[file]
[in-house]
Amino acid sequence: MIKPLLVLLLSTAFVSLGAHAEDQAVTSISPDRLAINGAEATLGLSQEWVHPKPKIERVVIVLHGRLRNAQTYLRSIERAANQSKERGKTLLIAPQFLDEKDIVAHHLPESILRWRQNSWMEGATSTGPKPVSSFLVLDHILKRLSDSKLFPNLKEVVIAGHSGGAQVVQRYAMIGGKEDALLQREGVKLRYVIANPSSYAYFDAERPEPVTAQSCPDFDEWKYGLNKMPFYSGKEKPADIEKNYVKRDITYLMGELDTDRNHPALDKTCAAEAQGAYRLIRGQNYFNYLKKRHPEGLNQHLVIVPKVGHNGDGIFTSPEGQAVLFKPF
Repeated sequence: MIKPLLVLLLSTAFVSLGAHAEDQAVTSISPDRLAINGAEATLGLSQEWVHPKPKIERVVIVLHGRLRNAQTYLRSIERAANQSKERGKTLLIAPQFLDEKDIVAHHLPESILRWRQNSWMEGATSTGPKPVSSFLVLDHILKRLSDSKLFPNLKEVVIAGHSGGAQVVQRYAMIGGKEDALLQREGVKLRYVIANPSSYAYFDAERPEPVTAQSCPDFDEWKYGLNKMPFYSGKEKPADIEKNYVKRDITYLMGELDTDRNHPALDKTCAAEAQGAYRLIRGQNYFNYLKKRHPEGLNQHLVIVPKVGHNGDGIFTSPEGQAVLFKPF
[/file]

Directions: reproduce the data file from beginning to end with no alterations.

[in-house]
Amino acid sequence: MIKPLLVLLLSTAFVSLGAHAEDQAVTSISPDRLAINGAEATLGLSQEWVHPKPKIERVVIVLHGRLRNAQTYLRSIERAANQSKERGKTLLIAPQFLDEKDIVAHHLPESILRWRQNSWMEGATSTGPKPVSSFLVLDHILKRLSDSKLFPNLKEVVIAGHSGGAQVVQRYAMIGGKEDALLQREGVKLRYVIANPSSYAYFDAERPEPVTAQSCPDFDEWKYGLNKMPFYSGKEKPADIEKNYVKRDITYLMGELDTDRNHPALDKTCAAEAQGAYRLIRGQNYFNYLKKRHPEGLNQHLVIVPKVGHNGDGIFTSPEGQAVLFKPF
Repeated sequence: MIKPLLVLLLSTAFVSLGAHAEDQAVTSISPDRLAINGAEATLGLSQEWVHPKPKIERVVIVLHGRLRNAQTYLRSIERAANQSKERGKTLLIAPQFLDEKDIVAHHLPESILRWRQNSWMEGATSTGPKPVSSFLVLDHILKRLSDSKLFPNLKEVVIAGHSGGAQVVQRYAMIGGKEDALLQREGVKLRYVIANPSSYAYFDAERPEPVTAQSCPDFDEWKYGLNKMPFYSGKEKPADIEKNYVKRDITYLMGELDTDRNHPALDKTCAAEAQGAYRLIRGQNYFNYLKKRHPEGLNQHLVIVPKVGHNGDGIFTSPEGQAVLFKPF